The European Commission report, the bloc’s first such wide-ranging account, “raises serious concerns as to its concept, methodology, sources and content,” the two justice ministers said.
They added that the EU report “cannot be used as a basis for further discussions on the rule of law in the European Union.”
"The scope of the report is arbitrary and there are no references to objectively selected benchmarks that could be applied equally to all member states," the two justice ministers said.
According to the European Commission report published on Wednesday, democratic standards are facing “important challenges” in Hungary and Poland.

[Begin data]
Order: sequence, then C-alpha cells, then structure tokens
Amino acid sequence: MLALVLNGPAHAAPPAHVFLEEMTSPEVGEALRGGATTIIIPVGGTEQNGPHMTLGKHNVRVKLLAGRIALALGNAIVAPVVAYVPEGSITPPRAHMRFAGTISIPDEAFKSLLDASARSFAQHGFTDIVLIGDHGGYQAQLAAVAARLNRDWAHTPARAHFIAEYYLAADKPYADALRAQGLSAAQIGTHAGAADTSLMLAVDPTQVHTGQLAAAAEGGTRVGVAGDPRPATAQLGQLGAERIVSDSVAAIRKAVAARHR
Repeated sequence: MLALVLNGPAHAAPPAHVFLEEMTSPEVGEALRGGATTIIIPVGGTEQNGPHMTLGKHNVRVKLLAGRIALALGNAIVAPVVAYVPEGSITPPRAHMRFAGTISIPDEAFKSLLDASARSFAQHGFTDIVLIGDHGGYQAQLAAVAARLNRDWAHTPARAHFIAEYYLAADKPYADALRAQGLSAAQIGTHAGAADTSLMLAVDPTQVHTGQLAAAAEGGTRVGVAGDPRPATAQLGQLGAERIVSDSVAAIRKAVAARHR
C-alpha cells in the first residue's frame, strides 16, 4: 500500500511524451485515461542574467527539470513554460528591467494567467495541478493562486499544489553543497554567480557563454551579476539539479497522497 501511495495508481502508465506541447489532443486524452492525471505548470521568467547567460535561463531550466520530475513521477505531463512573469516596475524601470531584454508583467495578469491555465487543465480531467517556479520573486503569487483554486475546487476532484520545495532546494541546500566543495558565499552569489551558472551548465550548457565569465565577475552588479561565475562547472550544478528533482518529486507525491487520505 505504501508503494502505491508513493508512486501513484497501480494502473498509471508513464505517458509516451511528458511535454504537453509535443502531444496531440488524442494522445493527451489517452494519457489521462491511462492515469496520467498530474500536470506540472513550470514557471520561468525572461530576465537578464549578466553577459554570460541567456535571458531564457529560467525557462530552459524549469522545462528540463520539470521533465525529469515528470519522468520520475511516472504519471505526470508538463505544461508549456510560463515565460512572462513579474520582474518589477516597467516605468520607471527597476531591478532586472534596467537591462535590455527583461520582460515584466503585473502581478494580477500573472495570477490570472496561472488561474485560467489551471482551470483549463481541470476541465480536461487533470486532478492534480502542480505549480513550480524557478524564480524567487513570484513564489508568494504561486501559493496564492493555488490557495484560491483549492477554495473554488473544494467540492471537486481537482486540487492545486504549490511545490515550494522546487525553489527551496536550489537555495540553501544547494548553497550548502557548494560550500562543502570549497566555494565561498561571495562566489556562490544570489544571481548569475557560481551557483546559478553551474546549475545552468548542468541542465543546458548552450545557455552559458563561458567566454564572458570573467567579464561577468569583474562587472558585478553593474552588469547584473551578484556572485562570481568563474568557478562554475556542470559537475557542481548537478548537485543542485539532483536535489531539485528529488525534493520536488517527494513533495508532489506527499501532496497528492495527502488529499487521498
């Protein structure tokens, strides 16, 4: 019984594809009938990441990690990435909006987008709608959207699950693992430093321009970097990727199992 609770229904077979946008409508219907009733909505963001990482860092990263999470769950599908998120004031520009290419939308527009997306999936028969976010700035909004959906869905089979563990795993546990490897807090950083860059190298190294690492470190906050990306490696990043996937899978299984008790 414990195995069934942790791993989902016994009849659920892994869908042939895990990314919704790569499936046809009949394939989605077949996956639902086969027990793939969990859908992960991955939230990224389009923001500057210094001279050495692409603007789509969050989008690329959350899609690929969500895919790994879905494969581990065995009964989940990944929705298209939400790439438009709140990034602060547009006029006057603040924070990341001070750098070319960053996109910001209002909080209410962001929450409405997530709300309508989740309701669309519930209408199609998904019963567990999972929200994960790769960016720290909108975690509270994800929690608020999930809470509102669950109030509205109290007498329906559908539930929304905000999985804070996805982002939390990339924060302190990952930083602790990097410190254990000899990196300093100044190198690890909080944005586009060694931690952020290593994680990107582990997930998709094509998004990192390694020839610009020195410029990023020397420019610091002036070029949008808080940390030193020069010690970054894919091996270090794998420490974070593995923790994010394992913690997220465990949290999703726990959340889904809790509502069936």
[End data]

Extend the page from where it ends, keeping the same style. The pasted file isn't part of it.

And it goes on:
“Poland’s justice reforms since 2015 have been a major source of controversy,” the EU report added.
Also on Wednesday, a majority of the bloc’s 27 states approved a proposal by Germany on how to make EU handouts conditional on adhering to the rule of law, the Reuters news agency reported.
Since coming to power in 2015, Poland’s ruling Law and Justice (PiS) party has introduced a series of judicial reforms which critics and EU officials say may breach the rule of law. PiS denies the allegations.
Warsaw has clashed repeatedly with Brussels over sweeping changes to courts in Poland, which is a major recipient of European Union funds.
Source: PAP, Reuters